EU Taxonomy: Sourcing Reliable, Accurate Data Through Technology

Regulatory Compliance August 11, 2022

Using natural language processing for improved EU Taxonomy solutions

As a common classification system for sustainable economic activities, the EU taxonomy is a pioneer in the field and will be instrumental in achieving the emissions reduction and mitigation goals of the European Union’s Green Deal

It defines which economic activities can be considered environmentally sustainable related to six environmental objectives: (1) climate change mitigation, (2) climate change adaptation, (3) sustainable use and protection of water and marine resources, (4) transition to a circular economy, (5) pollution prevention and control, and (6) protection and restoration of biodiversity and ecosystems. A forthcoming social taxonomy will define objectives beyond the environment. 

This taxonomy is used for, among other things, labeling financial products and corporate bonds marketed as environmentally sustainable. Under the Sustainable Finance Disclosure Regulation (or SFDR), investors need to report their alignment to the EU taxonomy as part of the sustainability profile of their funds, which are classified into one of three categories:

  • ARTICLE 6: non-sustainable funds
  • ARTICLE 8: funds that promote sustainable characteristics but not as an overarching objective
  • ARTICLE 9: funds that have been specifically created to address sustainability goals

Challenges for Compliance

Complying with the EU Taxonomy is not easy. Specifically, investors face two major challenges: 

  1. Conflict between data availability and need. In 2022, the EU taxonomy requires investors to report product alignment to the climate adaptation and mitigation objectives—and the other four environmental objectives will be required by 2023. However, companies will not report alignment until 2023. This data availability mismatch will persist for the foreseeable future, as a limited number of companies will be covered by the European Commission’s Corporate Sustainability Reporting Directive (CSRD) and will therefore report in line with the EU taxonomy.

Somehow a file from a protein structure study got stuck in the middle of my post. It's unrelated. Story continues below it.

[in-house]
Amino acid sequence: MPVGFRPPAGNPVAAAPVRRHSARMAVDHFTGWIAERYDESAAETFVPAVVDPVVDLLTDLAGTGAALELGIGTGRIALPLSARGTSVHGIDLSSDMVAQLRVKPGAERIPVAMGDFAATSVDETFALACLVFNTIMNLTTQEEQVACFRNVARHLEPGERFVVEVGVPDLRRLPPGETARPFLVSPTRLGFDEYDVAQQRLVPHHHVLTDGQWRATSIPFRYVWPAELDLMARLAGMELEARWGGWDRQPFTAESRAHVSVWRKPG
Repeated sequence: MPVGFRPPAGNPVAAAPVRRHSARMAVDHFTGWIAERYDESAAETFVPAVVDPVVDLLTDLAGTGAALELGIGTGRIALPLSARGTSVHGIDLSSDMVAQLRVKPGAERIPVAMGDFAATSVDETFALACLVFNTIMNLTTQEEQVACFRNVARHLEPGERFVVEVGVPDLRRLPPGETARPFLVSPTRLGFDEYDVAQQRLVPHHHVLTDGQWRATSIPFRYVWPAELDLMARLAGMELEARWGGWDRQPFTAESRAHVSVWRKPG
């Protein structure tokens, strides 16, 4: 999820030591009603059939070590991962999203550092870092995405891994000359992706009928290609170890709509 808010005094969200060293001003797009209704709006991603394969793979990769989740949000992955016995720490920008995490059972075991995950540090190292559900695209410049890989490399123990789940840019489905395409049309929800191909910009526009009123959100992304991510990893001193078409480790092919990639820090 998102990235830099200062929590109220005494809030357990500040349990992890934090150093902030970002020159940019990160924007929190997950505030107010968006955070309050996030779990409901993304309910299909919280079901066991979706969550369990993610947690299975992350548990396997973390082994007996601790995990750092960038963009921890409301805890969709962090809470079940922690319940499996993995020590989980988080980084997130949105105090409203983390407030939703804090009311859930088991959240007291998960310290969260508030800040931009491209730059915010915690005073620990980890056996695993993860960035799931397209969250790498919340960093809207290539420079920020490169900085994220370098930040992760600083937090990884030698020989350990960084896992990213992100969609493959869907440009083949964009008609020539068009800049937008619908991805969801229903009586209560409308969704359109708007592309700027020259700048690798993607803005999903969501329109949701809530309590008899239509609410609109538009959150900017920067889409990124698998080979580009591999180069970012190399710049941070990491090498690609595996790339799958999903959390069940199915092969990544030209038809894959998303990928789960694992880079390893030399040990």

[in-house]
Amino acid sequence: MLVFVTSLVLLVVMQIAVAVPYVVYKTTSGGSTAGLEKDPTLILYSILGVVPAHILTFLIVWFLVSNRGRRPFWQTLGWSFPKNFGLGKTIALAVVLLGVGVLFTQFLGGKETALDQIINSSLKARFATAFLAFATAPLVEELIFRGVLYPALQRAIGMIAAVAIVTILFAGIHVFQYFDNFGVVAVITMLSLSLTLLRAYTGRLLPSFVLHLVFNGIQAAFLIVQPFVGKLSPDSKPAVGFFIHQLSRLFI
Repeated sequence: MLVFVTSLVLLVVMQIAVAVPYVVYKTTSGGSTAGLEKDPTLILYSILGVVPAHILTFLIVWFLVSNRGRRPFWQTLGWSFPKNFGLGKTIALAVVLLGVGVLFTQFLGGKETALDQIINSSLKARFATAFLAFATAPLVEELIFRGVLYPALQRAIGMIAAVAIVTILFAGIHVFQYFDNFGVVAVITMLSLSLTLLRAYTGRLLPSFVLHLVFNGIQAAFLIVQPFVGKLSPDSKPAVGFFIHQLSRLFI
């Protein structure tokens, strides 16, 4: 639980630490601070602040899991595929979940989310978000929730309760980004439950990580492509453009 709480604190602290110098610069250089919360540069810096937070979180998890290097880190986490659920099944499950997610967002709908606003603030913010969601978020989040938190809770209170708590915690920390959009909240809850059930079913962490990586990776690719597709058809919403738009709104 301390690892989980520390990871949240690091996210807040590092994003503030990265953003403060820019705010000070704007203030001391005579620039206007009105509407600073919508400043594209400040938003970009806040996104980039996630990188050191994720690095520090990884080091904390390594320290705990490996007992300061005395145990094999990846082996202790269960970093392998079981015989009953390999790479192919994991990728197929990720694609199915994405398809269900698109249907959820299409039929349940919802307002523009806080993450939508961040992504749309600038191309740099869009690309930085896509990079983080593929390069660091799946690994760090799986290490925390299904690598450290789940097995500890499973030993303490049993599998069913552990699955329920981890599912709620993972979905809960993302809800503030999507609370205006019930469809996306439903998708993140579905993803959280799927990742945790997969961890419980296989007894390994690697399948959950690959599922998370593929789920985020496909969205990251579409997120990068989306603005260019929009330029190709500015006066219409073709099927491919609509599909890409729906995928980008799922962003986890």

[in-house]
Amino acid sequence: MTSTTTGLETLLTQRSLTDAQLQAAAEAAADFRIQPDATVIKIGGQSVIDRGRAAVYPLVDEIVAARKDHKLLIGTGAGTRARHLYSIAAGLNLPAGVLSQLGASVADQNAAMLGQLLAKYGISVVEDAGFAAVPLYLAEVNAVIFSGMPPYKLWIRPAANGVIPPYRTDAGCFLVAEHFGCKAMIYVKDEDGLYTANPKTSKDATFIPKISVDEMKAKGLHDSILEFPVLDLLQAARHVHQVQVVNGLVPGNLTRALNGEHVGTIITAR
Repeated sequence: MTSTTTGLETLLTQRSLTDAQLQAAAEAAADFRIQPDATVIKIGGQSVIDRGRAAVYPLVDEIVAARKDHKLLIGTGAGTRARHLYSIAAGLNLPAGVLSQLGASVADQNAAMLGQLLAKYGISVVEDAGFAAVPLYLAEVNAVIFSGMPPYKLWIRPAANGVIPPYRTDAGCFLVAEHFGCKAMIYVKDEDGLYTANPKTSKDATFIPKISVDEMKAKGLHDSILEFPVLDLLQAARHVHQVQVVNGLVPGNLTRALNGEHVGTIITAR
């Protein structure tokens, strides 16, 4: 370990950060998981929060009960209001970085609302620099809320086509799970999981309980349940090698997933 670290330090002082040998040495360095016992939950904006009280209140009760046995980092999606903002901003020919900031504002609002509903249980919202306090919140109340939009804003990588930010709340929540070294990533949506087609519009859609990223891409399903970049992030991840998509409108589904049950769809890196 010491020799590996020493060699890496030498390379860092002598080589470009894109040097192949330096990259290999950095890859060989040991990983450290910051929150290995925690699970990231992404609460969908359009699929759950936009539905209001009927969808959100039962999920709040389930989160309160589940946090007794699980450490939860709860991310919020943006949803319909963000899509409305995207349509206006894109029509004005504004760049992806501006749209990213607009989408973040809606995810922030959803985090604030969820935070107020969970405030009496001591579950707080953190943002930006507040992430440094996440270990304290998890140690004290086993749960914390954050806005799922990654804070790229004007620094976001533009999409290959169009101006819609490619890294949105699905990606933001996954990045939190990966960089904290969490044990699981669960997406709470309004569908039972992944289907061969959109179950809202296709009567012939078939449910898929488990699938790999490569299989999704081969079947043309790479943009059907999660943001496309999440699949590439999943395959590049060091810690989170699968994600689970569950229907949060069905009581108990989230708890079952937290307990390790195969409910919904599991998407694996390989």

2. Methodology development is an ongoing process. This is true of the released climate objectives, in which there are differences in interpretations across companies and countries (such as the inclusion of natural gas and nuclear as green activities). Investors need to be ready to adapt and respond to a complex landscape of evolving regulations. 

How to source the data? 

Investors’ success at bridging the data gap will vary. The implementation of the CSRD will help, eventually compelling close to 50,000 companies to report sustainability performance on a comprehensive set of metrics. But the CSRD will not be fully implemented by 2025, and non-EU jurisdictions are likely to lag even further behind.

In a world that moves as fast as ours does, using the power of AI—specifically natural language processing—helps to ensure, at scale, the detection of incidents and the severity of those incidents. Therefore, in the absence of technology, the reliability of EU taxonomy assessments could suffer. 

To analyze the alignment of each portfolio company, Clarity AI follows a five-step approach. This analysis provides two key metrics that investors will need to report:

  • percentage of eligible green revenue, as defined by revenues eligible for the activities outlined in the EU taxonomy
  • percentage of aligned green revenue, which builds upon eligible activities and embeds an assessment of the technical screening criteria, DNSH and SS requirements.

But what does this look like in action? The case study below provides one specific example of the merits of a scalable approach for EU taxonomy reporting.

Read Case Study

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